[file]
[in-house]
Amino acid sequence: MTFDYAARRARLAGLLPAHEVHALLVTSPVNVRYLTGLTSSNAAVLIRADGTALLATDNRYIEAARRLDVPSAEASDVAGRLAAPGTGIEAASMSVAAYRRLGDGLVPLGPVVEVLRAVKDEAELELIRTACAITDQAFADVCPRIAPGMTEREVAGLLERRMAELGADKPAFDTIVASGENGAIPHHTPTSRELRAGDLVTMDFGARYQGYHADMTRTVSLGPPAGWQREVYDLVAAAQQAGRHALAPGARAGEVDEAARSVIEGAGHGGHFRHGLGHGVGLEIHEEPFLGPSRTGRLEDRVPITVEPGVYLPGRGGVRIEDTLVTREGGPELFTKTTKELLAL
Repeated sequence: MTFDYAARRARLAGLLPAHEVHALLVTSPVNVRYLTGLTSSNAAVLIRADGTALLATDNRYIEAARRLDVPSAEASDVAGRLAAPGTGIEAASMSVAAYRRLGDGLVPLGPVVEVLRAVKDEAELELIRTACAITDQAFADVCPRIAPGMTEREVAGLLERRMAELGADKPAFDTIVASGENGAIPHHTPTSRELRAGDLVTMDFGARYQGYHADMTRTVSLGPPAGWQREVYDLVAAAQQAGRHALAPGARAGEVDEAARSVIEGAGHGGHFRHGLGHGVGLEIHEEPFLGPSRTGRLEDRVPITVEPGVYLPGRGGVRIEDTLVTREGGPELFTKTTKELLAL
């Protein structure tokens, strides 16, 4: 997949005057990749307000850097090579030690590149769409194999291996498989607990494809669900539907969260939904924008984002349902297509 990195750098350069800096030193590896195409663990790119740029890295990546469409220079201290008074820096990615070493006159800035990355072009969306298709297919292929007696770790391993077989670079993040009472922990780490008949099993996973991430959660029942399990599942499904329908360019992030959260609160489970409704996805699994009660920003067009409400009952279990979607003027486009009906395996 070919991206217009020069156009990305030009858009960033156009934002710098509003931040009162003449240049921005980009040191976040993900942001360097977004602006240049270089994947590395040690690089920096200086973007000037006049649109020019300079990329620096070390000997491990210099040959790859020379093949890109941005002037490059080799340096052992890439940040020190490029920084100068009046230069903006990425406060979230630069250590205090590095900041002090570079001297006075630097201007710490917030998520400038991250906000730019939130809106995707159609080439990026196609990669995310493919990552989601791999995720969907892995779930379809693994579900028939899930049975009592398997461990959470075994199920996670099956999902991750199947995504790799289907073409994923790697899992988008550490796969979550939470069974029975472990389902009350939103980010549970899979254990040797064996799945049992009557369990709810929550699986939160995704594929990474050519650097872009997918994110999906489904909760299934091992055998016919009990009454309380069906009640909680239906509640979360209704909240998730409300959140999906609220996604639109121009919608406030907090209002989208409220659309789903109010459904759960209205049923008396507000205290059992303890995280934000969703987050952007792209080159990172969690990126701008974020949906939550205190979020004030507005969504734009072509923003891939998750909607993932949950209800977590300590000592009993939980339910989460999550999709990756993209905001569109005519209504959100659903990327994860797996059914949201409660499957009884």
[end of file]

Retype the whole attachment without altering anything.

[in-house]
Amino acid sequence: MTFDYAARRARLAGLLPAHEVHALLVTSPVNVRYLTGLTSSNAAVLIRADGTALLATDNRYIEAARRLDVPSAEASDVAGRLAAPGTGIEAASMSVAAYRRLGDGLVPLGPVVEVLRAVKDEAELELIRTACAITDQAFADVCPRIAPGMTEREVAGLLERRMAELGADKPAFDTIVASGENGAIPHHTPTSRELRAGDLVTMDFGARYQGYHADMTRTVSLGPPAGWQREVYDLVAAAQQAGRHALAPGARAGEVDEAARSVIEGAGHGGHFRHGLGHGVGLEIHEEPFLGPSRTGRLEDRVPITVEPGVYLPGRGGVRIEDTLVTREGGPELFTKTTKELLAL
Repeated sequence: MTFDYAARRARLAGLLPAHEVHALLVTSPVNVRYLTGLTSSNAAVLIRADGTALLATDNRYIEAARRLDVPSAEASDVAGRLAAPGTGIEAASMSVAAYRRLGDGLVPLGPVVEVLRAVKDEAELELIRTACAITDQAFADVCPRIAPGMTEREVAGLLERRMAELGADKPAFDTIVASGENGAIPHHTPTSRELRAGDLVTMDFGARYQGYHADMTRTVSLGPPAGWQREVYDLVAAAQQAGRHALAPGARAGEVDEAARSVIEGAGHGGHFRHGLGHGVGLEIHEEPFLGPSRTGRLEDRVPITVEPGVYLPGRGGVRIEDTLVTREGGPELFTKTTKELLAL
């Protein structure tokens, strides 16, 4: 997949005057990749307000850097090579030690590149769409194999291996498989607990494809669900539907969260939904924008984002349902297509 990195750098350069800096030193590896195409663990790119740029890295990546469409220079201290008074820096990615070493006159800035990355072009969306298709297919292929007696770790391993077989670079993040009472922990780490008949099993996973991430959660029942399990599942499904329908360019992030959260609160489970409704996805699994009660920003067009409400009952279990979607003027486009009906395996 070919991206217009020069156009990305030009858009960033156009934002710098509003931040009162003449240049921005980009040191976040993900942001360097977004602006240049270089994947590395040690690089920096200086973007000037006049649109020019300079990329620096070390000997491990210099040959790859020379093949890109941005002037490059080799340096052992890439940040020190490029920084100068009046230069903006990425406060979230630069250590205090590095900041002090570079001297006075630097201007710490917030998520400038991250906000730019939130809106995707159609080439990026196609990669995310493919990552989601791999995720969907892995779930379809693994579900028939899930049975009592398997461990959470075994199920996670099956999902991750199947995504790799289907073409994923790697899992988008550490796969979550939470069974029975472990389902009350939103980010549970899979254990040797064996799945049992009557369990709810929550699986939160995704594929990474050519650097872009997918994110999906489904909760299934091992055998016919009990009454309380069906009640909680239906509640979360209704909240998730409300959140999906609220996604639109121009919608406030907090209002989208409220659309789903109010459904759960209205049923008396507000205290059992303890995280934000969703987050952007792209080159990172969690990126701008974020949906939550205190979020004030507005969504734009072509923003891939998750909607993932949950209800977590300590000592009993939980339910989460999550999709990756993209905001569109005519209504959100659903990327994860797996059914949201409660499957009884």